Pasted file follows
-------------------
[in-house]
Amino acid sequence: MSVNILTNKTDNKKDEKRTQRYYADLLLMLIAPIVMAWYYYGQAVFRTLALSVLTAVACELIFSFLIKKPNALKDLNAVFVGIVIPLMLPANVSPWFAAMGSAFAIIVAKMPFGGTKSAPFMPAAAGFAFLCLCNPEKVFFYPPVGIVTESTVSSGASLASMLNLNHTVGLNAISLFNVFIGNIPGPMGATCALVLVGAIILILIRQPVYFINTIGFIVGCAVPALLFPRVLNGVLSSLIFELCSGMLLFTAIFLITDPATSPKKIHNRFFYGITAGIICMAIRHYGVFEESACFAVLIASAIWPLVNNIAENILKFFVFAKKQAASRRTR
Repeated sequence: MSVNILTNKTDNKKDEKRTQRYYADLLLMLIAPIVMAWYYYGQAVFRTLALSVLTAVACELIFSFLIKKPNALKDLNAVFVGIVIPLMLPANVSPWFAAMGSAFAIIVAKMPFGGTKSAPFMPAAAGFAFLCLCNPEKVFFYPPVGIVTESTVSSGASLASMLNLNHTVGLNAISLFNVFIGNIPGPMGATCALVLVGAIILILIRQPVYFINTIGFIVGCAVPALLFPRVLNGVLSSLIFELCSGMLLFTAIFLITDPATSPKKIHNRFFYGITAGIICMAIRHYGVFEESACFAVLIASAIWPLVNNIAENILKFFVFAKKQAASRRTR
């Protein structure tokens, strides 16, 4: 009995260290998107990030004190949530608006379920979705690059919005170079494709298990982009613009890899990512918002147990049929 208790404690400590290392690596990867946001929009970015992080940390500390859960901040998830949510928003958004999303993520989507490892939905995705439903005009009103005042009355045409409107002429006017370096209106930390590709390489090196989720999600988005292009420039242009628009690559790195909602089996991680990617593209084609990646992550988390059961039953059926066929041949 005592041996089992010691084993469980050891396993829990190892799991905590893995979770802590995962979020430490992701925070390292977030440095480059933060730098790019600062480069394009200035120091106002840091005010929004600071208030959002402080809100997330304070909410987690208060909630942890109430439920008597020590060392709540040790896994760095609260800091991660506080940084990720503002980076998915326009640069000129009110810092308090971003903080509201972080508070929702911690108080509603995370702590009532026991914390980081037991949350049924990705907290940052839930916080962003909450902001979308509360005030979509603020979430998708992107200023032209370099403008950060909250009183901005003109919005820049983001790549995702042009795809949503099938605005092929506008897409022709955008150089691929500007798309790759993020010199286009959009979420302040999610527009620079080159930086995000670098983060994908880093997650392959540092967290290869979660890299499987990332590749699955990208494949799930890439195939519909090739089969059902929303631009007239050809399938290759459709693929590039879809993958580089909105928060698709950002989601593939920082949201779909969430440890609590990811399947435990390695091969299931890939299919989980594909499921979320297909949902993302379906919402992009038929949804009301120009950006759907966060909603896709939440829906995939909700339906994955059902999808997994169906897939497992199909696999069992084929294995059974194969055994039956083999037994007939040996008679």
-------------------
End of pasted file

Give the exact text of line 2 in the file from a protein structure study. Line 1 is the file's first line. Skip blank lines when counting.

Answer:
Amino acid sequence: MSVNILTNKTDNKKDEKRTQRYYADLLLMLIAPIVMAWYYYGQAVFRTLALSVLTAVACELIFSFLIKKPNALKDLNAVFVGIVIPLMLPANVSPWFAAMGSAFAIIVAKMPFGGTKSAPFMPAAAGFAFLCLCNPEKVFFYPPVGIVTESTVSSGASLASMLNLNHTVGLNAISLFNVFIGNIPGPMGATCALVLVGAIILILIRQPVYFINTIGFIVGCAVPALLFPRVLNGVLSSLIFELCSGMLLFTAIFLITDPATSPKKIHNRFFYGITAGIICMAIRHYGVFEESACFAVLIASAIWPLVNNIAENILKFFVFAKKQAASRRTR